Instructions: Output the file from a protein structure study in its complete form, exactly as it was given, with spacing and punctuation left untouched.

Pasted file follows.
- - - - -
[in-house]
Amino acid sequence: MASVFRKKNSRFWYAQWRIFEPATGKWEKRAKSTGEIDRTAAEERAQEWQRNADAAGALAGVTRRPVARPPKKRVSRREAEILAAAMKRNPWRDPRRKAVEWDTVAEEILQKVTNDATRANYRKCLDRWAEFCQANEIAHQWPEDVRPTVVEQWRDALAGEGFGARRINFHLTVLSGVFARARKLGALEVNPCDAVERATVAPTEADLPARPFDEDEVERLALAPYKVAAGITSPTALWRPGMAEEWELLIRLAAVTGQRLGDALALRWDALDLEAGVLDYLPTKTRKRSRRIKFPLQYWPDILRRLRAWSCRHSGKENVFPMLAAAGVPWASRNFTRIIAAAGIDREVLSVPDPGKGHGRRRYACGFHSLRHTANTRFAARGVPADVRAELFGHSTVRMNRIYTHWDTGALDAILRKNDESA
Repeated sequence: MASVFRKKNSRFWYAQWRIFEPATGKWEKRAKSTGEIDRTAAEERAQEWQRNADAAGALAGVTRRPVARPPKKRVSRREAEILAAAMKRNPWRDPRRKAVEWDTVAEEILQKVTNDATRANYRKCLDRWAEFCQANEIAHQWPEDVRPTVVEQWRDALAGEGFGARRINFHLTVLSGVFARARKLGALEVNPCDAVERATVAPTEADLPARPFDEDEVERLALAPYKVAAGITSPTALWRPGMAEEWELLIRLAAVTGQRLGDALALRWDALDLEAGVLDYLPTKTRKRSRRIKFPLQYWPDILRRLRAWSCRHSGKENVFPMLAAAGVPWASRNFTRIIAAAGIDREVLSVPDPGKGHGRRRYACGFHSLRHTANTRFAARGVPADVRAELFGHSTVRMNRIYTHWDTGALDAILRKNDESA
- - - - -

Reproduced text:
[in-house]
Amino acid sequence: MASVFRKKNSRFWYAQWRIFEPATGKWEKRAKSTGEIDRTAAEERAQEWQRNADAAGALAGVTRRPVARPPKKRVSRREAEILAAAMKRNPWRDPRRKAVEWDTVAEEILQKVTNDATRANYRKCLDRWAEFCQANEIAHQWPEDVRPTVVEQWRDALAGEGFGARRINFHLTVLSGVFARARKLGALEVNPCDAVERATVAPTEADLPARPFDEDEVERLALAPYKVAAGITSPTALWRPGMAEEWELLIRLAAVTGQRLGDALALRWDALDLEAGVLDYLPTKTRKRSRRIKFPLQYWPDILRRLRAWSCRHSGKENVFPMLAAAGVPWASRNFTRIIAAAGIDREVLSVPDPGKGHGRRRYACGFHSLRHTANTRFAARGVPADVRAELFGHSTVRMNRIYTHWDTGALDAILRKNDESA
Repeated sequence: MASVFRKKNSRFWYAQWRIFEPATGKWEKRAKSTGEIDRTAAEERAQEWQRNADAAGALAGVTRRPVARPPKKRVSRREAEILAAAMKRNPWRDPRRKAVEWDTVAEEILQKVTNDATRANYRKCLDRWAEFCQANEIAHQWPEDVRPTVVEQWRDALAGEGFGARRINFHLTVLSGVFARARKLGALEVNPCDAVERATVAPTEADLPARPFDEDEVERLALAPYKVAAGITSPTALWRPGMAEEWELLIRLAAVTGQRLGDALALRWDALDLEAGVLDYLPTKTRKRSRRIKFPLQYWPDILRRLRAWSCRHSGKENVFPMLAAAGVPWASRNFTRIIAAAGIDREVLSVPDPGKGHGRRRYACGFHSLRHTANTRFAARGVPADVRAELFGHSTVRMNRIYTHWDTGALDAILRKNDESA